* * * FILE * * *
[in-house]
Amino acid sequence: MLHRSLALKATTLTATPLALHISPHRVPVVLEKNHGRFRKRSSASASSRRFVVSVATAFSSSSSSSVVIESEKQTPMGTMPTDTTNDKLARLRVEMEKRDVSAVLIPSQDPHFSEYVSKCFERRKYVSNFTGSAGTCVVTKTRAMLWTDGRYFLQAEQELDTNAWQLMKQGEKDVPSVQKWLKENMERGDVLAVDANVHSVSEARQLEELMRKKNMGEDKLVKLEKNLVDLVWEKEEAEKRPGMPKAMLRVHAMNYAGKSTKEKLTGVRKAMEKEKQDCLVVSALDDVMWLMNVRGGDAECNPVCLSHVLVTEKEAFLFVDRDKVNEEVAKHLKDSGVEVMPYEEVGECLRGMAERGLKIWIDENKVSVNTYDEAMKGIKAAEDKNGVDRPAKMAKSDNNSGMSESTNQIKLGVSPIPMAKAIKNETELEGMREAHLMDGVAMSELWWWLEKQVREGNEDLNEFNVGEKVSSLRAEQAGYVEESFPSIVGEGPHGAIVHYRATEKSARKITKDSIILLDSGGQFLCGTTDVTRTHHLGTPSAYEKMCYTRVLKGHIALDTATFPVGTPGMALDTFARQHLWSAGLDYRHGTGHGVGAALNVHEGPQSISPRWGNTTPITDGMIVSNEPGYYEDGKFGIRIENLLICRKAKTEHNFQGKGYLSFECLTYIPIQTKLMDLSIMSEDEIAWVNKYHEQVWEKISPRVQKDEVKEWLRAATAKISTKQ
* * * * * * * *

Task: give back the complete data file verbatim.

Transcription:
[in-house]
Amino acid sequence: MLHRSLALKATTLTATPLALHISPHRVPVVLEKNHGRFRKRSSASASSRRFVVSVATAFSSSSSSSVVIESEKQTPMGTMPTDTTNDKLARLRVEMEKRDVSAVLIPSQDPHFSEYVSKCFERRKYVSNFTGSAGTCVVTKTRAMLWTDGRYFLQAEQELDTNAWQLMKQGEKDVPSVQKWLKENMERGDVLAVDANVHSVSEARQLEELMRKKNMGEDKLVKLEKNLVDLVWEKEEAEKRPGMPKAMLRVHAMNYAGKSTKEKLTGVRKAMEKEKQDCLVVSALDDVMWLMNVRGGDAECNPVCLSHVLVTEKEAFLFVDRDKVNEEVAKHLKDSGVEVMPYEEVGECLRGMAERGLKIWIDENKVSVNTYDEAMKGIKAAEDKNGVDRPAKMAKSDNNSGMSESTNQIKLGVSPIPMAKAIKNETELEGMREAHLMDGVAMSELWWWLEKQVREGNEDLNEFNVGEKVSSLRAEQAGYVEESFPSIVGEGPHGAIVHYRATEKSARKITKDSIILLDSGGQFLCGTTDVTRTHHLGTPSAYEKMCYTRVLKGHIALDTATFPVGTPGMALDTFARQHLWSAGLDYRHGTGHGVGAALNVHEGPQSISPRWGNTTPITDGMIVSNEPGYYEDGKFGIRIENLLICRKAKTEHNFQGKGYLSFECLTYIPIQTKLMDLSIMSEDEIAWVNKYHEQVWEKISPRVQKDEVKEWLRAATAKISTKQ